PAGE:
M&S trades seasonal clothes for items that never go out of style

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Marks & Spencer has announced that it will move away from seasonal wear and turn its attention to classic staples in a bid to change its clothing offering after a year of losses.

The strong UK high street last week reported pre-tax losses of £209.4 million, the first annual loss in 94 years and the worst year on record.

The clothing department, once a major attraction at M&S, was to blame. Hoping to fix the problem, CEO Steve Rowe announced it will focus on “100 timeless essentials” everyone needs in their wardrobe.

These classics include cashmere sweaters and skinny jeans, the kinds of garments shoppers can buy once and wear all year round.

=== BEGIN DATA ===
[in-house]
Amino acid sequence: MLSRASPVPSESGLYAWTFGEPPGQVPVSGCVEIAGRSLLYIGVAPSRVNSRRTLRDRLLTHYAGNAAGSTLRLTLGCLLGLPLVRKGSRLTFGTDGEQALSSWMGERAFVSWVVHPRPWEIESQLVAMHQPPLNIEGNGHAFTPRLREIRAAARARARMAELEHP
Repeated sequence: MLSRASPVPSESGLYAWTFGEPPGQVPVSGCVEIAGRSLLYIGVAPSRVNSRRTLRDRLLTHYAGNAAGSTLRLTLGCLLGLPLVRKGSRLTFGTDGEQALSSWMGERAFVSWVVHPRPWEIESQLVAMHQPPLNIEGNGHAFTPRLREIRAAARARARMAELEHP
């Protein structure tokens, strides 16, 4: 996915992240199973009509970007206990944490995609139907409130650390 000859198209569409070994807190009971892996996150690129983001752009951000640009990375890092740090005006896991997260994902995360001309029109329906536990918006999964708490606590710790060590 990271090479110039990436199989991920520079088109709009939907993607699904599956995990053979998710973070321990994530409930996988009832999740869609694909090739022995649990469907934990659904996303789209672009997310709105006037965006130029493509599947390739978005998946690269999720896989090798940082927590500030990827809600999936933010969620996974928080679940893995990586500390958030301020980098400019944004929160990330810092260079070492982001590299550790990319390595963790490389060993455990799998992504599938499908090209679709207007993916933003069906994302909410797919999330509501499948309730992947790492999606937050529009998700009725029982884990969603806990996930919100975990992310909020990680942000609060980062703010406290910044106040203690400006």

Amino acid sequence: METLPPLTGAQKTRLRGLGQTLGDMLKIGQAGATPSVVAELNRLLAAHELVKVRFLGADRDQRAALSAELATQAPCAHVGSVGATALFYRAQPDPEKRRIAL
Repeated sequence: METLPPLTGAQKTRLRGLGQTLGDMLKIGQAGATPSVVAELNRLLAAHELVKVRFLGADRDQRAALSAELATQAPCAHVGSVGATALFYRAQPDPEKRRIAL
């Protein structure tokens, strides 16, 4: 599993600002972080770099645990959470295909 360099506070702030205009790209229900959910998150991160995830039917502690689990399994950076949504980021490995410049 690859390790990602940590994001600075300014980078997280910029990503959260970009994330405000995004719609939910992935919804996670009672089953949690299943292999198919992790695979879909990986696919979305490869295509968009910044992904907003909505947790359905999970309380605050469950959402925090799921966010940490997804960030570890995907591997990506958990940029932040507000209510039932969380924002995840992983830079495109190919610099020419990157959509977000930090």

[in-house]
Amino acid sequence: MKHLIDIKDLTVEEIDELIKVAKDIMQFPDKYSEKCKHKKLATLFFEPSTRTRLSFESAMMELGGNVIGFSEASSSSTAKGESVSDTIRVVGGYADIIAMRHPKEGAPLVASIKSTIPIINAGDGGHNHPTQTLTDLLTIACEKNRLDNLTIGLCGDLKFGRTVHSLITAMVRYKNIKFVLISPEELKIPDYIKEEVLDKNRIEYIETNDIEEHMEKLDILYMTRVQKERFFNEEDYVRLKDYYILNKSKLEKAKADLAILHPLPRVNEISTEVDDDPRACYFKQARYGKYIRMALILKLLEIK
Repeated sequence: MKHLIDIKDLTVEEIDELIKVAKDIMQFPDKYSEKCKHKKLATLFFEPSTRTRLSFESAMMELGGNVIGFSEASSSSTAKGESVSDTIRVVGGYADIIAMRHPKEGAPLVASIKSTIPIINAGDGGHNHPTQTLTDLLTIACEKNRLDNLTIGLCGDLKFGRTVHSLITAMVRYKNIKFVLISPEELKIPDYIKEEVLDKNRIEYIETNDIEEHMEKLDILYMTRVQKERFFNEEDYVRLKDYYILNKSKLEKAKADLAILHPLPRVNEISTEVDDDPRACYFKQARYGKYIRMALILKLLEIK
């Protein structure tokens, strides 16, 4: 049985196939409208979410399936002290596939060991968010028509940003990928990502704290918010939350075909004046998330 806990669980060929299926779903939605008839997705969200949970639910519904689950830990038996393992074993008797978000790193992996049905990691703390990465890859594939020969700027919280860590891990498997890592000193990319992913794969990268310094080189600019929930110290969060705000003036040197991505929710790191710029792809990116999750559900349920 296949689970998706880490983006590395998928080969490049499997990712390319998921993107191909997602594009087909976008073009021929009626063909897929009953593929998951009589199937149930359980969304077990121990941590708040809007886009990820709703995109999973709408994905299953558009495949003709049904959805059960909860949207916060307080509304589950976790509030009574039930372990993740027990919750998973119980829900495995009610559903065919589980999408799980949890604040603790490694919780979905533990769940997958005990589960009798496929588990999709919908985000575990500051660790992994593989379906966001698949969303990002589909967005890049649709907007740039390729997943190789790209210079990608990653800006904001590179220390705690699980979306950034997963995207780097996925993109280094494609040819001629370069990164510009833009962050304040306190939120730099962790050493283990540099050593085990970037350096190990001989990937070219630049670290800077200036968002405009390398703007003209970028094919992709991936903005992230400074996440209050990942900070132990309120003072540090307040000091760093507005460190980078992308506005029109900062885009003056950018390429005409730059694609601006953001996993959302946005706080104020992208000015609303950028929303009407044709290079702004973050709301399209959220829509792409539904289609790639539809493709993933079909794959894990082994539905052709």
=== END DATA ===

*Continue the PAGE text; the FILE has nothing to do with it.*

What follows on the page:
Marks & Spencer has announced that it will move away from seasonal wear and turn its attention to classic staples in a bid to change its clothing offering after a year of losses. Stylist Rachel Gold revealed the classic pieces you need, including a trench like Hailey Bieber’s

The Duchess of Cambridge and the Duchess of Sussex both prefer to buy investment pieces that they wear over and over.  Pictured, Kate in a sharp blazer

Meghan Markle in a classic white shirt

The Duchess of Cambridge and the Duchess of Sussex both prefer to buy investment pieces that they wear over and over. In the photo, Kate in a sharp blazer and Meghan in a white shirt

This strategy is called ‘NOOS’ by fashion insiders, which stands for ‘never out of style’ or ‘never out of season’, according to Tamara Abraham of the Daily Telegram.

It’s not new, either as a concept or as a business model, but its adoption by a retail giant like M&S indicates it’s becoming more mainstream.

It could be a throwback to a time when shoppers relied on investment pieces that could be worn, re-worn, restored or passed on to a sibling, friend or relative.